time (s)
g
r
i
d

c
u
r
r
e
n
t
s

(
A
)
0.4 0.6 0.8 1 1.2
-1000
-500
0
500
1000
1500
2000
2500
time (s)
P
G
R
I
D

(
W
)

&

Q
G
R
I
D

(
V
A
R
)

Fig. 15. Grid voltages. Fig. 16. Grid currents. Fig. 17. Active and reactive grid power.
0.4 0.6 0.8 1 1.2
-12
-10
-8
-6
-4
-2
0
2
time (s)
T
o
r
q
u
e

(
N

m
)
0.4 0.6 0.8 1 1.2
0
100
200
300
400
500
600
700
time (s)
s
p
e
e
d

(
r
p
m
)
0.4 0.6 0.8 1 1.2
-1500
-1000
-500
0
500
time (s)
P
G

(
W
)

&

Q
G

(
V
A
R
)

Fig. 18. Mechanical and electromagnetic torque. Fig. 19. Shaft speed. Fig. 20. Active and reactive generator power.
0.4 0.6 0.8 1 1.2
-10
-5
0
5
10
time (s)
g
e
n
e
r
a
t
o
r

c
u
r
r
e
n
t
s

(
A
)
0.4 0.6 0.8 1 1.2
0
100
200
300
400
time (s)
D
C

b
u
s

v
o
l
t
a
g
e

(
V
)
0.4 0.6 0.8 1 1.2
-200
-100
0
100
200
time (s)
v
p
(
V
)

&

v
n
(
V
)

Fig. 21. PMSG currents. Fig. 22. Dc-link voltage. Fig. 23. Dc-link capacitor voltages.

[7] L. Xu and P. Cartwright, Direct active and reactive power control of
DFIG for wind energy generation. IEEE Transactions on Energy
Conversion, Vol. 21, No. 3, pp. 750758, Sep. 2006.
[8] J. Morneau, C. Abbey, and G. Joos, Effect of Low Voltage Ride
Through Technologies on Wind Farm. IEEE Canada Electrical Power
Conference (EPC07), pp. 56-61, Montreal, Canada, 25 26 Oct. 2007.
[9] M. Chinchilla, S. Arnaltes, J.C. Burgos, Control of Permanent-magnet
Generators Applied to Variable-Speed Wind-Energy Systems
Connected to the Grid. IEEE Trans. on Energy Conversion, Vol. 21,
No. 1, Mar. 2006.
[10] S. Grabic, N. Celanovic, and V. A. Katic, Permanent magnet
synchronous generator cascade for wind turbine application. IEEE
Trans. On Power Electron., Vol. 23, No. 3, pp. 11361142, May 2008.
[11] J. F. Conroy, R. Watson, Low-Voltage Ride-Through of a Full
Converter Wind Turbine with Permanent Magnet Generator. IET
Renewable Power Generation, Vol. 1, No. 3, pp. 182 189, Sept. 2007.
[12] A. Faulstich, J. K. Steinke, F. Wittwer. Medium Voltage Converter for
Permanent Magnet Wind Power Generators up to 5 MW. 11th
European Conference on Power Electronics and Applications EPE05.
11 - 14 Sept. 2005, Dresden, Germany.
[13] A. Yazdani and R. Iravani, A neutral-point clamped converter system
for direct-drive variable-speed wind power unit. IEEE Transactions on
Energy Conversion, Vol. 21, No. 2, pp. 596607, Jun. 2006.
[14] J. Carrasco et al., Power-Electronic Systems for the Grid Integration of
Renewable Energy Sources: A Survey. IEEE Transactions on
Industrial Electronics, Vol. 53, No. 4, pp. 1002-1016, Aug. 2006.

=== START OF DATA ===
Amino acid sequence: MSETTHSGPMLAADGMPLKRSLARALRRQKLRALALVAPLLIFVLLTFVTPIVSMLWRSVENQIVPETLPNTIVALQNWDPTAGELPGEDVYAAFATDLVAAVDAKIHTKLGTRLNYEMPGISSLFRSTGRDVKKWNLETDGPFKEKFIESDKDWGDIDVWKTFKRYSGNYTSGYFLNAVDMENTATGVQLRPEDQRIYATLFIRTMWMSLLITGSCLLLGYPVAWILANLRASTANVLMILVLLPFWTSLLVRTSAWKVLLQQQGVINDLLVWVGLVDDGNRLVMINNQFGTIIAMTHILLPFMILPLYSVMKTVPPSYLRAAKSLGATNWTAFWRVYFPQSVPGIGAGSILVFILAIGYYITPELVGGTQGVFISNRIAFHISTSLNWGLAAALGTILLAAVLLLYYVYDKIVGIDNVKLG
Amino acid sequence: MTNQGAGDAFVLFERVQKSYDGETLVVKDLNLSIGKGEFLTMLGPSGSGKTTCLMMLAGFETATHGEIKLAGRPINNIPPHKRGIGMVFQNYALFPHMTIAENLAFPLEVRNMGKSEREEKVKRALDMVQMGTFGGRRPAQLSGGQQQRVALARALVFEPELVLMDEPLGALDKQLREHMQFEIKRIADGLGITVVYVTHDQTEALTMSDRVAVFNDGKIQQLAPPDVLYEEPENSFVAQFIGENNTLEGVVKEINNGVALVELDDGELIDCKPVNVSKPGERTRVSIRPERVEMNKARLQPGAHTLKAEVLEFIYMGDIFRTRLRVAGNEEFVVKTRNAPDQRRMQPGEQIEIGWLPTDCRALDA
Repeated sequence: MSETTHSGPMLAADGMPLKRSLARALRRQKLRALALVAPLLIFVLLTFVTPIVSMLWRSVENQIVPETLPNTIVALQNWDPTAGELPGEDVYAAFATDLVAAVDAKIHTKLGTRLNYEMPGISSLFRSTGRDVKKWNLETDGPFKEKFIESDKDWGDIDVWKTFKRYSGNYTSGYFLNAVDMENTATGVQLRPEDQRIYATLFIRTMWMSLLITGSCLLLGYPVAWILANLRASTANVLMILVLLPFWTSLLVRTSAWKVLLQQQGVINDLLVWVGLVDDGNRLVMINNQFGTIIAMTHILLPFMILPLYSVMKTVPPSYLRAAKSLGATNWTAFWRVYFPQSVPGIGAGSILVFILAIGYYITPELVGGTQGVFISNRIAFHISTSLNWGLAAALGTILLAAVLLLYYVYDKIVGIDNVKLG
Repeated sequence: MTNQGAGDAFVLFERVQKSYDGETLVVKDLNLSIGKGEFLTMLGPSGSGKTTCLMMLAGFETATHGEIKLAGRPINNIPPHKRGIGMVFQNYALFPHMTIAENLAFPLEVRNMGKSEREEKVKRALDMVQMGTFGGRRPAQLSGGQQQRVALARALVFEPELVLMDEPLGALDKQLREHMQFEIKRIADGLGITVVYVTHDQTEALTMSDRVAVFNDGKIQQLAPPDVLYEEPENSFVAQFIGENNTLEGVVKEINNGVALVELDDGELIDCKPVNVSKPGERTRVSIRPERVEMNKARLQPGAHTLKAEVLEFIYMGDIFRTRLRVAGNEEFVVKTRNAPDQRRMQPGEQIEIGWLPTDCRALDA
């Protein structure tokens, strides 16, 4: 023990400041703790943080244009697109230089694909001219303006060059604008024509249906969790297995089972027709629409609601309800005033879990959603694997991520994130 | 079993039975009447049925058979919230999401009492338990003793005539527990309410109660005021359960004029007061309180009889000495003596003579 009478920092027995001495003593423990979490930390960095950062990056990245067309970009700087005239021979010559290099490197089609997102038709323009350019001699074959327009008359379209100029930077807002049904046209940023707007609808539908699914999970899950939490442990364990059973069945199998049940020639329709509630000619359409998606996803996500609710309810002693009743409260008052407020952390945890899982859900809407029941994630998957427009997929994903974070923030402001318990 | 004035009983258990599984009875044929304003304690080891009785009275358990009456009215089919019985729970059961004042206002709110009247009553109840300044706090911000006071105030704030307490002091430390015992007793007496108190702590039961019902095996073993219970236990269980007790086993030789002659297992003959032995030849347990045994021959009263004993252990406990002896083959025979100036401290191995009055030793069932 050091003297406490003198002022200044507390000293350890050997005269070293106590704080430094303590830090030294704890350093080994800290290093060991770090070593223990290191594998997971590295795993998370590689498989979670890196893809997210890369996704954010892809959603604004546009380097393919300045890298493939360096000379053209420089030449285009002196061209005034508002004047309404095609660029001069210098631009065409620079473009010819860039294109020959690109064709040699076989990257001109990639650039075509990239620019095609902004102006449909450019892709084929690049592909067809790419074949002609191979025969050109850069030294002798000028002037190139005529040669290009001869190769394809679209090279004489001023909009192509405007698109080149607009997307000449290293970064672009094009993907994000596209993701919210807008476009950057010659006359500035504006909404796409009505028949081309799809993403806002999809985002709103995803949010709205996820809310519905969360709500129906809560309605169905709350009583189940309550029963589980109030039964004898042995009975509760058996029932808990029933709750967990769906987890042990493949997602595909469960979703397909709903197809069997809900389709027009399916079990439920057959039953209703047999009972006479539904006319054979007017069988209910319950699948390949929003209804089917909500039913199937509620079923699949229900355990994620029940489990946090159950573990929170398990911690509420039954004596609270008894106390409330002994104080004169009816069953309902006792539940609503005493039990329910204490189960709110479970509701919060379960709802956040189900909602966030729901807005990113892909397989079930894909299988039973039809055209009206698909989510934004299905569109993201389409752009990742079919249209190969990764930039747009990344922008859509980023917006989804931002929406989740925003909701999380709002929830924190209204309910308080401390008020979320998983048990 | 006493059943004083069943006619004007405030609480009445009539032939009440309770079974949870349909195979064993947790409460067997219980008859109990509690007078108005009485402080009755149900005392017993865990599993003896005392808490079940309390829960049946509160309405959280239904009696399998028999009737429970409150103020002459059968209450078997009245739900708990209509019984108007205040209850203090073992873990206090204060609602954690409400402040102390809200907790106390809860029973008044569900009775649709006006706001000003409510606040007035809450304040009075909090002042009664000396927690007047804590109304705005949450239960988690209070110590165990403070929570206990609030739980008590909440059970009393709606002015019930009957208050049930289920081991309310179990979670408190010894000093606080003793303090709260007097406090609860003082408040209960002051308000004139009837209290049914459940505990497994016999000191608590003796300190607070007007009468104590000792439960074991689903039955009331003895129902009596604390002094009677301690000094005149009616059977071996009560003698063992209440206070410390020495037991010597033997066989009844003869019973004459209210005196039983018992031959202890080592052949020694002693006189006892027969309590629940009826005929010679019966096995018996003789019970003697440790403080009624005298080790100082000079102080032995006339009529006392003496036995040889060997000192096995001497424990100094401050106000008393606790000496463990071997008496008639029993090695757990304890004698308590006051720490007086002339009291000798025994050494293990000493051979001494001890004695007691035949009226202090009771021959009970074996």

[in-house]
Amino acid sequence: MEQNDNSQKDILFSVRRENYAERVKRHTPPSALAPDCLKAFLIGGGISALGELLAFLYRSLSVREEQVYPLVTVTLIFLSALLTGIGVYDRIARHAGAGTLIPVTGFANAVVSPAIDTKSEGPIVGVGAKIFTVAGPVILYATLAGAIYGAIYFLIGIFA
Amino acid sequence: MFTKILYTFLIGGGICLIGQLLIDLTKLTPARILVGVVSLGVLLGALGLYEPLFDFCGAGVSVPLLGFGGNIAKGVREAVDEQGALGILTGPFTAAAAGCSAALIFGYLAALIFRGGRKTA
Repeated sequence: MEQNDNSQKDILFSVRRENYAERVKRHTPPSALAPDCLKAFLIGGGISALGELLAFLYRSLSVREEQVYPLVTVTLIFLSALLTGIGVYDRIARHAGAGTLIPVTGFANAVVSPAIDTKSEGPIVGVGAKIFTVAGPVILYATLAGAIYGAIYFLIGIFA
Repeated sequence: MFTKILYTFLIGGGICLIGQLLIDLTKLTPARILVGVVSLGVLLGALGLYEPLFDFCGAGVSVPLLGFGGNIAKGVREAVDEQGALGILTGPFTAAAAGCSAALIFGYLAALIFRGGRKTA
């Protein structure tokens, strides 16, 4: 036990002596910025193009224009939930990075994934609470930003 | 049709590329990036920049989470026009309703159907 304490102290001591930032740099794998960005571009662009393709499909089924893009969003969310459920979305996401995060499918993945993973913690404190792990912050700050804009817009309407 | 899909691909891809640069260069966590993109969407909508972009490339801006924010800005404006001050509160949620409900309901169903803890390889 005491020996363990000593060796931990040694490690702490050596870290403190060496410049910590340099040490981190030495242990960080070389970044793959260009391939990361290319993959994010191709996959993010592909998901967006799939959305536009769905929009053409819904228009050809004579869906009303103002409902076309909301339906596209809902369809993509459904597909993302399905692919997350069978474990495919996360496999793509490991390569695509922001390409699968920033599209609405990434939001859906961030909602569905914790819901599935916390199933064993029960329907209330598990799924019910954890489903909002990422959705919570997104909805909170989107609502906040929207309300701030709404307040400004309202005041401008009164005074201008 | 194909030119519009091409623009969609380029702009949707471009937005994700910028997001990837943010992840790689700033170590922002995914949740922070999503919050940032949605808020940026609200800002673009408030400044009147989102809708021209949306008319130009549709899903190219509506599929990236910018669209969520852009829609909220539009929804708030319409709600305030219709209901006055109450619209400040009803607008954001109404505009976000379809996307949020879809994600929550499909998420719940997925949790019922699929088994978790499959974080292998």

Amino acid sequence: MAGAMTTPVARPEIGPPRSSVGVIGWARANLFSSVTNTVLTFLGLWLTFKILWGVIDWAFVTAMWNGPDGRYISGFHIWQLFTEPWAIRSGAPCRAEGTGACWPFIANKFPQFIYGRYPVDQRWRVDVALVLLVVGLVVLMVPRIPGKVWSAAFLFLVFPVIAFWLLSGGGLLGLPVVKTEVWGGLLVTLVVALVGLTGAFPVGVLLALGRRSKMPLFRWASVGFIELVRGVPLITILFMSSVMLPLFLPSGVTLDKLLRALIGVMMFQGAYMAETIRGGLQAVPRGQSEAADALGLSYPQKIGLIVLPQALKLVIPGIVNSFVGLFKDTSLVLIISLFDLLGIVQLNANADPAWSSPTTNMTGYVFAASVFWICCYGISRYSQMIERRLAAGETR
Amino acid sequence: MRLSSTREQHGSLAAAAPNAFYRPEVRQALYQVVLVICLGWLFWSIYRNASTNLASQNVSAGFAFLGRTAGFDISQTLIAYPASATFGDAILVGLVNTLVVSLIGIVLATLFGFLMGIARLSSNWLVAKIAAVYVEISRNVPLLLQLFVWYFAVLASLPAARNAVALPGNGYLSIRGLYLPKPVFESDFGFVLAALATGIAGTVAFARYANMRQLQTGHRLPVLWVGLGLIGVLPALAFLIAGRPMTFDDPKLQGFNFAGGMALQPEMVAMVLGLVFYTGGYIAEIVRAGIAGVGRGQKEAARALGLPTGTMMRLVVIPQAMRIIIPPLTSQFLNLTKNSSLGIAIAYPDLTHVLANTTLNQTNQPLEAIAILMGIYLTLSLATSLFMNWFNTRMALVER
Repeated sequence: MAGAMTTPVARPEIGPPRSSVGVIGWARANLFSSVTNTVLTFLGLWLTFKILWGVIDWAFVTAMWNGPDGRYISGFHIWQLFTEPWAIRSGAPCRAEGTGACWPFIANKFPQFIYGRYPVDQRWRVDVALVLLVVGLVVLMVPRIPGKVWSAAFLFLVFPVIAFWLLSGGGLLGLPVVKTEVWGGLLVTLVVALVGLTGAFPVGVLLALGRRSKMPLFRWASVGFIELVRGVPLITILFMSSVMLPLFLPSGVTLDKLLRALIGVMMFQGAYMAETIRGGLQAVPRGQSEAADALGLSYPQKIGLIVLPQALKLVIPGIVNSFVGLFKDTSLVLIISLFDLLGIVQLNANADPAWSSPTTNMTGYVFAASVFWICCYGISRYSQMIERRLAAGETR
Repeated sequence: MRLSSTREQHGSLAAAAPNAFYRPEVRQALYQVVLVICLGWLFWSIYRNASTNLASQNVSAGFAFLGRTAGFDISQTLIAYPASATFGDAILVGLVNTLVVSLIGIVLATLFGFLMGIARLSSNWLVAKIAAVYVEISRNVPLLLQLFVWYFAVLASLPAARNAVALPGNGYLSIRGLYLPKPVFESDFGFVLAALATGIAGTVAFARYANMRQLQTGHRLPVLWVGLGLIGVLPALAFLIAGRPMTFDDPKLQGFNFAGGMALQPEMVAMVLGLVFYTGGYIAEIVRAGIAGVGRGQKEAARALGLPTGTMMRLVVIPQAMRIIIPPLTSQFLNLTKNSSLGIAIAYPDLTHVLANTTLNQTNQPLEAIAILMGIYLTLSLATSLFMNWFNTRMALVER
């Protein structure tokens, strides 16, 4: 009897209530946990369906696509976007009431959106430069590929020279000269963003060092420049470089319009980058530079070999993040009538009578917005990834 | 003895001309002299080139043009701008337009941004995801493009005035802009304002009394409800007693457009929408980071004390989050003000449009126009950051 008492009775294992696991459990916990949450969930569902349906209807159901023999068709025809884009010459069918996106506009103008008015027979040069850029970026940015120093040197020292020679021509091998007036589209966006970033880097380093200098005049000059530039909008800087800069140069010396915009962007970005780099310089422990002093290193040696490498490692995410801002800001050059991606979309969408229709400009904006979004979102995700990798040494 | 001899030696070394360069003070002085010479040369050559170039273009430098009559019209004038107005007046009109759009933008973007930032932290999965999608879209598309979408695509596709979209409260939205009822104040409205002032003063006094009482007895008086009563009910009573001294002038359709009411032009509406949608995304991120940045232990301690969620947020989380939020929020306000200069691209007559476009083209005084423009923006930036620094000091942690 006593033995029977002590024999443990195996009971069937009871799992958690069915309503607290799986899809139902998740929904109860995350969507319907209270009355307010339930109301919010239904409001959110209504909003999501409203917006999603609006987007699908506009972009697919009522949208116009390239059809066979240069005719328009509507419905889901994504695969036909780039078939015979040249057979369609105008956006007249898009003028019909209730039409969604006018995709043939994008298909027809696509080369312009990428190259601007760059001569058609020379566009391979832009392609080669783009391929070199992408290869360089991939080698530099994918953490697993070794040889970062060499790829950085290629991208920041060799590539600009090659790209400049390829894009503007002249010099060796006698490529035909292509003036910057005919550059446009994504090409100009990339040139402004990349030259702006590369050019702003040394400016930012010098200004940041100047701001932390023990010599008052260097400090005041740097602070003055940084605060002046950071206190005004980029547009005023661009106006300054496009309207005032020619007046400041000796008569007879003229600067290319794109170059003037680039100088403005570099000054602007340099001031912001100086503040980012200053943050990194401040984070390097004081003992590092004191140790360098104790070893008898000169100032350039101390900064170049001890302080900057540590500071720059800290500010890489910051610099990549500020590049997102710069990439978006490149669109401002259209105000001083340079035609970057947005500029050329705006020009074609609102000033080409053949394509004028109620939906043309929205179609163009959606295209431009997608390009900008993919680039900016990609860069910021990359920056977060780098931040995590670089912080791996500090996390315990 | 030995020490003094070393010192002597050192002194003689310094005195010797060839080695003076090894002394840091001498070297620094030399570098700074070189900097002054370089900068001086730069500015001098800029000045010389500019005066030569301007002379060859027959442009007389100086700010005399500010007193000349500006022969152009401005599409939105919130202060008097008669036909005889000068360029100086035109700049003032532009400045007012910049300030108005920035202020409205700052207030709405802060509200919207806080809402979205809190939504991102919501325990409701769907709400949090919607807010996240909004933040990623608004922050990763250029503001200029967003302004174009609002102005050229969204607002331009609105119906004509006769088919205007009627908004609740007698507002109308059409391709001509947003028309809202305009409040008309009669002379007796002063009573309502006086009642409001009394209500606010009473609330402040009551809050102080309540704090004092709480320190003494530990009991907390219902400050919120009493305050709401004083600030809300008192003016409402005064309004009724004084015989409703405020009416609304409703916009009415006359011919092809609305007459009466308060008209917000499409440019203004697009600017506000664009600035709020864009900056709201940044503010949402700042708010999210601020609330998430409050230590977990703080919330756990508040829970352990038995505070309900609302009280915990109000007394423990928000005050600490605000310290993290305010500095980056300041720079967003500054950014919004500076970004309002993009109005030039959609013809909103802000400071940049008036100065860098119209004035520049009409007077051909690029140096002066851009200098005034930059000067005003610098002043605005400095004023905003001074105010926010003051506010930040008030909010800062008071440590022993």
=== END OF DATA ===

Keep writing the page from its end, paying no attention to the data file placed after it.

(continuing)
[15] S. Alepuz, S. Busquets-Monge, J. Bordonau, J.A. Martinez-Velasco, C.
Silva, J. Pontt, J. Rodriguez, Control Strategies Based on Symmetrical
Components for Grid-Connected Converters Under Voltage Dips.
IEEE Trans. on Ind. Electr., Vol. 56, No. 6, pp. 2162-2173, Jun 2009.
[16] M. Eichler, P. Maibach, A. Faulstich, Full Size Voltage Converters for
5MW Offshore Wind Power Generators. European Wind Energy
Conference & Exhibition. EWEC08. Poster 161. 31 Mar-3 Apr, 2008.
[17] P. Maibach, A. Faulstich, M. Eichler, S. Dewar, Full-Scale Medium-
Voltage Converters for Wind Power Generators up to 7 MW, Asea
Brown Boveri (ABB). Feb. 2007. www.abb.com. Switzerland.
[18] A. Causebrook, D. J. Atkinson, and A. G. Jack, Fault Ride-Through of
Large Wind Farms Using Series Dynamic Braking Resistors. IEEE
Trans. on Power Sys., Vol. 22, No. 3, pp. 966-975, Aug. 2007.
[19] A. Mullane, G. Lightbody, and R. Yacamini, Wind-Turbine Fault
Ride-Through Enhancement. IEEE Transactions on Power Systems,
Vol. 20, No. 4, pp. 1929-1937, Nov. 2005.
[20] M. Fatu, C. Lascu, G. D. Andreescu, R. Teodorescu, F. Blaabjerg, I.
Boldea, Voltage Sags Ride-Through of Motion Sensorless Controlled
PMSG for Wind Turbines. IEEE Ind. Appl. Conf. IAS07. Vol. 1, pp.
171 - 178, 23-27 Sept. 2007.
[21] M.Bollen, Understanding power quality problems: voltage sags and
interruptions, IEEE Press, 1999.
[22] S. Busquets-Monge. A novel pulsewidth modulation for the
comprehensive neutral-point voltage control in the three-level three-
phase neutral-point-clamped dc-ac converter. Ph. D. Dissertation.
Tech. Univ. Catalunya, Spain. Feb. 2006.

T
e

P
GRID

Q
GRID

T
m

Q
GEN

P
GEN

v
p

v
n

2362